“The camera has always been, and continues to be,
my provocateur, driver, accomplice, and conspirator;
the resulting photographs acting as portals
to somewhere else…”
THE GREEN JELLY crouches quivering on the windowsill. Should it be allowed back in the house? Is that the kitten-like quake of fear or the altogether more malevolent convulsions of a thing possessed?
The green jelly will have to wait. Up in the bathroom a batch of normally monogamous fried eggs has formed a commune and is rallying to demand their right to self-identify as soft furnishings. While some are already curdling at the thought of the first foot fall, others dream of throwing off their yolks in an act of magnificent martyrdom. Little do they know that all around them the proletarian luncheon-meat is tessellating on a massive scale and will soon have seized control of the entire splashback.
Meanwhile, downstairs, the broom cupboard is empty. The clothes pegs have gone back to nature and, unable to manage the enormity of tree hugging, they dangle from leaves like born-again berries. The feather dusters pose ostentatiously on the Dorset coast, willing it to be St Tropez and pondering whether a bucket of whelks might constitute lotus eating. Having an altogether more profound experience, the brightly coloured plastic pot scourers cluster on a fence. Enthralled by the recent discovery of their evolutionary linkage to steel wool, they search the paddock for signs of the primordial ferrous sheep.
SIAN BONNELL’s images are wrapped in a peculiarly English whimsy. But nestling at the heart of each is something altogether more troubling. Something about freedom and expectation; adventure and habit. It is not so long since it was widely considered that the natural place for woman was in the home, just as the proper place for a fried egg is on a plate.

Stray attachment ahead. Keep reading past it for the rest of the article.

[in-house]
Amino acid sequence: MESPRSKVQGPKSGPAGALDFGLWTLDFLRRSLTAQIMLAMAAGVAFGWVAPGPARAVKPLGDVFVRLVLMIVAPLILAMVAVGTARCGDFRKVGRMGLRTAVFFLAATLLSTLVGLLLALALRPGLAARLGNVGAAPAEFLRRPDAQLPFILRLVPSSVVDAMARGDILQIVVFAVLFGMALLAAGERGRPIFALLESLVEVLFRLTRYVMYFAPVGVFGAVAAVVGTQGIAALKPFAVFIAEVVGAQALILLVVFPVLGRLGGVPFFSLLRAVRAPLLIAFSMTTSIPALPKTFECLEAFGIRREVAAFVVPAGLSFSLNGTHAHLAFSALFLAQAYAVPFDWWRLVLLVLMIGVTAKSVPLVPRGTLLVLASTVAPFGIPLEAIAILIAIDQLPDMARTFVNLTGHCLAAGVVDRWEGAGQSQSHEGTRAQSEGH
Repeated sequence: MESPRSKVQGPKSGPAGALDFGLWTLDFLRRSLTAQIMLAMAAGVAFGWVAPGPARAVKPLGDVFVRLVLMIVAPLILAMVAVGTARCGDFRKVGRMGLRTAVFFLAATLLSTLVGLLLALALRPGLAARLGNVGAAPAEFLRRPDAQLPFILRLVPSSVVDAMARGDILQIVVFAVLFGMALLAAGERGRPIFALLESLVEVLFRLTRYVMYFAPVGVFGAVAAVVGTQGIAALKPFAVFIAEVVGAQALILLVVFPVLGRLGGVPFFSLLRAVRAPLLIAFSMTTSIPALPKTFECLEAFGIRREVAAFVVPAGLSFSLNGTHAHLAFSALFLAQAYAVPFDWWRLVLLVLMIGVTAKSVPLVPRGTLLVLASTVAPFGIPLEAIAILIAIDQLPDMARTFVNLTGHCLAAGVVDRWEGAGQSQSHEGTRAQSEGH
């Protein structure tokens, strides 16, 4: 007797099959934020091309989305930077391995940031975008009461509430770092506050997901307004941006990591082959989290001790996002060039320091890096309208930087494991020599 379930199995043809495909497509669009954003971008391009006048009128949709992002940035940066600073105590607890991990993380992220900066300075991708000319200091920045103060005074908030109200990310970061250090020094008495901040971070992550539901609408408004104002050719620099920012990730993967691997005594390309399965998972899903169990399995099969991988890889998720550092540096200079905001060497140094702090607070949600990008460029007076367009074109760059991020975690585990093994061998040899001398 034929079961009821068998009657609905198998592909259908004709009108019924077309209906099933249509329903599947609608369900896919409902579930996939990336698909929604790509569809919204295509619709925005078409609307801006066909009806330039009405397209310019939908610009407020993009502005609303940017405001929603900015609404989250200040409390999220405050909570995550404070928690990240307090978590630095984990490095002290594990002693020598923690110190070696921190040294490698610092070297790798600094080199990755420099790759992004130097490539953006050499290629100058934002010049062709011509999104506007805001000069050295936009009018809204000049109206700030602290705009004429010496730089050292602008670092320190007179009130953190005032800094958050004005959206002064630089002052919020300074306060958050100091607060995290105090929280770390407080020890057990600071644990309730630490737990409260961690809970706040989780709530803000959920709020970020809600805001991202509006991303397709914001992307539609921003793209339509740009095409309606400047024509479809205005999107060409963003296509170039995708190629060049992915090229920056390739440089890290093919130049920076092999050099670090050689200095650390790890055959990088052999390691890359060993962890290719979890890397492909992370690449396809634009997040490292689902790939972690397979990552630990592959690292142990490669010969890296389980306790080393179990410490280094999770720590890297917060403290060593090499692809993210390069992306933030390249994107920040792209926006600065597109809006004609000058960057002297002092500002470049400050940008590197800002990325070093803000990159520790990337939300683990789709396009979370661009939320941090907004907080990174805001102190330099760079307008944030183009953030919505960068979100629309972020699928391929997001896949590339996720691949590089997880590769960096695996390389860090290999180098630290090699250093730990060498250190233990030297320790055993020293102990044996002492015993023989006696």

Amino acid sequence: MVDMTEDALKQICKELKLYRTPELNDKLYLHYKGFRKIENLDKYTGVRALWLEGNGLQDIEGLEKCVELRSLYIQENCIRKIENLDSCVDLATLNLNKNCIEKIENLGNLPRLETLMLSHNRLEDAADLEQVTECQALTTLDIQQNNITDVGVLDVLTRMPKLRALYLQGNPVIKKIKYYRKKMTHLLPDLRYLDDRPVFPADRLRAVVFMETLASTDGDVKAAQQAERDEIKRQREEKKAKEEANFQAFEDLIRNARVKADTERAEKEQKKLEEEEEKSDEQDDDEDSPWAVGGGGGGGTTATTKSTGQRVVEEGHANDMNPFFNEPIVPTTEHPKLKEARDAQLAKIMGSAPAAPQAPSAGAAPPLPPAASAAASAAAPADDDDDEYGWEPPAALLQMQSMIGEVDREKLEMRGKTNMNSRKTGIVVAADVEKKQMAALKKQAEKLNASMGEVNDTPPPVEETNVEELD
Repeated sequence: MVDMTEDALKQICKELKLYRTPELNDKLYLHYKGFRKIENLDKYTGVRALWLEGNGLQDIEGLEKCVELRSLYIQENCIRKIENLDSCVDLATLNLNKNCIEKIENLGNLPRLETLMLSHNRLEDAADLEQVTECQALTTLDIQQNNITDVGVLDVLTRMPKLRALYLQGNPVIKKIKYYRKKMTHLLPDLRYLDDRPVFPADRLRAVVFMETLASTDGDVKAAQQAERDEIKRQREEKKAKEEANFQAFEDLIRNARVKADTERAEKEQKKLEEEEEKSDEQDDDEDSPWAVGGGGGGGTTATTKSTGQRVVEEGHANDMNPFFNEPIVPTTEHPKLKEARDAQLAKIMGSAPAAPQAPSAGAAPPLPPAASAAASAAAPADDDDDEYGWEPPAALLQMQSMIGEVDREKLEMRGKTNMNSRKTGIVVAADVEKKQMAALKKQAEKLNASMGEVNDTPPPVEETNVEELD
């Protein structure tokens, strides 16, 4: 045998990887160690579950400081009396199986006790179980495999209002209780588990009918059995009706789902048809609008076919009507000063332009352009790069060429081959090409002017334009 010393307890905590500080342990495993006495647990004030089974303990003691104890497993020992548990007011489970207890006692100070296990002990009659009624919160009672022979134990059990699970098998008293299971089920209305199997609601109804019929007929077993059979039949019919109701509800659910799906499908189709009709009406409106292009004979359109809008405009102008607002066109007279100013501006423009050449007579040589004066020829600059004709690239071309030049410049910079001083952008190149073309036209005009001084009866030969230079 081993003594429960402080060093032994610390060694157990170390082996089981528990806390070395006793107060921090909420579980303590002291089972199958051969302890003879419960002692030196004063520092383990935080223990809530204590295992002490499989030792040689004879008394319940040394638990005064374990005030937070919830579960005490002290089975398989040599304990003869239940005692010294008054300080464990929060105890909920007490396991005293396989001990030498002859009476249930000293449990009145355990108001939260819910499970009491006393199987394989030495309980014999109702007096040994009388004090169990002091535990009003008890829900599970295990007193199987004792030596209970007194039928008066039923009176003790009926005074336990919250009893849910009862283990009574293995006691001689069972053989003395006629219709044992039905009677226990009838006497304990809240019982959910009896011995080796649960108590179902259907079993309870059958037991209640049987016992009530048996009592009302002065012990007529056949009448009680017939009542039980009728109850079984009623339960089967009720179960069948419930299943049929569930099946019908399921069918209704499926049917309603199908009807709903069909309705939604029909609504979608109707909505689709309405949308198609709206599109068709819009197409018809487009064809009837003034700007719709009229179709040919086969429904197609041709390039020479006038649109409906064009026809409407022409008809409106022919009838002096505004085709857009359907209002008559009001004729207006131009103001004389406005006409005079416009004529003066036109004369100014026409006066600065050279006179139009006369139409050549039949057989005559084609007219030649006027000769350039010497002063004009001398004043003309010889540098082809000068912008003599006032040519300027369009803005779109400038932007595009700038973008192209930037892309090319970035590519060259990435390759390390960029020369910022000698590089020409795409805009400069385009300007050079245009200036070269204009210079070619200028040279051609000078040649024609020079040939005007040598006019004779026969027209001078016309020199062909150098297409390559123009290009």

For the artist, these eccentric domestic narratives unfurl in a mind numbed by the monotony of housework. They leak from the subconscious to be performed in private, while the camera, like a peeping Tom, bears illicit witness to these furtive rituals.
The images draw on the strategies of Dada, an art movement that arose in reaction to the brutal folly of war. It was both an escape from and a rejection of the mechanistic ideology and bourgeois romanticism that had seen Europe slip into carnage. But that was then and this is now. Sian Bonnell’s images weave other influences into their doily of domestic oddity. There’s the hint of Cold War sci-fi schlock; all those flying saucers and alien blobs…
But perhaps their truest antecedence lies further back, in the nonsense rhymes of Edward Lear and the adventures that Lewis Carroll proposed for his heroine, Alice. Lear revelled in the sound of words as much as their meaning, inventing new ones as the need arose. Similarly Sian Bonnell’s images delight in the colour, texture and form of things while liberating them from the shackles of functionality to find new and charmingly perverse roles within her runcible ruminations. And what delighted the Liddell girls most about the Alice’s adventures was not simply their whimsy but the way their topsy-turvy logic poked fun at the absurdities of adult behaviour.
In Sian Bonnell’s photographs things are not as they should be but, then, neither are they quite what they seem. Just as we hone in on one meaning they slip mischievously from our grasp to adopt another pose. Eccentric and very English, they loose the bonds of reason and let fly the flocks of fantasy. Another pile of ironing done and the Lord of Misrule slips back into the shadowy recesses of the airing cupboard. Order returns to the home.
MEANWHILE, the green jelly squats on the windowsill, glowing gently in anticipation as it awaits the return of the Mother Ship.
Images (from the top):
Portrait of Sian Bonnell (detail) [photo: © Barry Lewis]
© Sian Bonnell ‘House Beautiful #15’ (detail) 2005
© Sian Bonnell ‘Nip’ (detail) 1999
© Sian Bonnell ‘Glow #3’ 2006